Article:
Are We There Yet?
“Are we there yet? Are we there yet? Are we there yet?”
If you were one of the 51 million-plus people who traveled over the holidays, you likely heard this phrase (or uttered it yourself), regardless of whether you flew, drove, or took a train or bus. And, yes, it can get annoying when asked repeatedly.
Nevertheless, it is a valid question that we should be asking ourselves about the technology evolution in our industry – more specifically, we should be looking at the rate of change.
It wasn’t that long ago that the parking industry saw its first major venture-capital investments, and those in turn have brought new types of technologies, such as space sensors and mobile payments — with some being deployed more quickly than others — as the industry works its way to understanding the benefits and best practices of the new technologies.
My contention is that our rate of change is too slow, almost sclerotic.
I once had the privilege of working for the person who oversaw the development and implementation of the “edge-processing” model that is the foundation of our ability to use cellphones literally anywhere in the world.
This mindset, in turn, let people visualize and implement what we today know as “IoT,” or the Internet of Things.
Cellphone developers had two initial obstacles to overcome: the actual creation of the device, and the logic of being able to handle and hand-off calls when moving from one cell tower to another.
The second obstacle required a separation from the traditional central-station switchboard, which routed each call physically over copper. The edge-process model moved logic and some business processes out to the “edge,” where the connection and switching were occurring.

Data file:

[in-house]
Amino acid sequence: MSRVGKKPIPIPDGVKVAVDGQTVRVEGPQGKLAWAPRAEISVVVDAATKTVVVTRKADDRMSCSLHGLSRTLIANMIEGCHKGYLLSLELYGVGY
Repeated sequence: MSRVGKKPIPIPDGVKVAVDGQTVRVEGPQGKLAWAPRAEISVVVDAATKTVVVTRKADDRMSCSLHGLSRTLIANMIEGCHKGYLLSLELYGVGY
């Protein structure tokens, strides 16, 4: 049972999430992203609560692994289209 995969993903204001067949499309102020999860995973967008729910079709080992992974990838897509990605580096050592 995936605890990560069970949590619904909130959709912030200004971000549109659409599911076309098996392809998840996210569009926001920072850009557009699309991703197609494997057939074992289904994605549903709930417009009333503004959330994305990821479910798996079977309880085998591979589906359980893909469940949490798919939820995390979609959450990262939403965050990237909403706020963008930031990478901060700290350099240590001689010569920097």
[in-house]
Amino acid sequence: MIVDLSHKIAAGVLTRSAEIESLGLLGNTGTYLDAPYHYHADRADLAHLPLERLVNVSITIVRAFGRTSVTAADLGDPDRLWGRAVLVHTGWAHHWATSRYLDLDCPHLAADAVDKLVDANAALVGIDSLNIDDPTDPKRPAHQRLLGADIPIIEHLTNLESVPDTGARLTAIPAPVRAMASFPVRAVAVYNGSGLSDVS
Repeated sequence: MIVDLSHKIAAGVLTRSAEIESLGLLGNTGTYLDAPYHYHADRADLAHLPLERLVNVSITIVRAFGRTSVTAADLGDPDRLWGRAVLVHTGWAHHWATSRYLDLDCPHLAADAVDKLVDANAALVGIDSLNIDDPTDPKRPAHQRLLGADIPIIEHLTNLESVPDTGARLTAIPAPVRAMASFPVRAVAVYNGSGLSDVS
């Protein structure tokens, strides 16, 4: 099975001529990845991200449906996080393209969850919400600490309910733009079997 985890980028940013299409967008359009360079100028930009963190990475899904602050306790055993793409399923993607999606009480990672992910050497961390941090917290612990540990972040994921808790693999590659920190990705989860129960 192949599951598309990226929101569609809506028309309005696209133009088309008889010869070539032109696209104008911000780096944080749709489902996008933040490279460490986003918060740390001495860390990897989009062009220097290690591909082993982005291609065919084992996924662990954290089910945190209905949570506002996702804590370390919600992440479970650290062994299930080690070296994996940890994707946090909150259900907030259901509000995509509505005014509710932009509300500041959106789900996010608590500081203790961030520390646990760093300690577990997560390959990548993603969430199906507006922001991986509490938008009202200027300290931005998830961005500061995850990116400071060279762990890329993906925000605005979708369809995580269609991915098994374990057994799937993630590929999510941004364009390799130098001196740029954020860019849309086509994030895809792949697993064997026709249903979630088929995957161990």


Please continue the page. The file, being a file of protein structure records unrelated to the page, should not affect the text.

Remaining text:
The back office today still manages the billing cycle and support, but the validation of your ability to place a mobile call in real-time happens in the field.
The IoT models also rely on the presumption that
logic and processes move close to where real-time events are occurring.
Over time, cellphones have gotten smaller and a lot smarter, to the point where many millennials today do not have even a landline in their residence – and in many cases, not even a traditional desktop computer.
All of this existing capability is still based on the early breakaway thinking that implemented edge processing. Most of what we do today on our cellphones was unimaginable to those early telecom developers who simply wanted to “cut the cord.”
So what does our industry look like today? A central station with devices connected by copper.
You are invited to join us for a session at PIE 2018 in March in Chicago about bringing our technology into the 21st century. See you there!
Contact Michael Bigbee, CEO Americas of Spaceek, at email@example.com.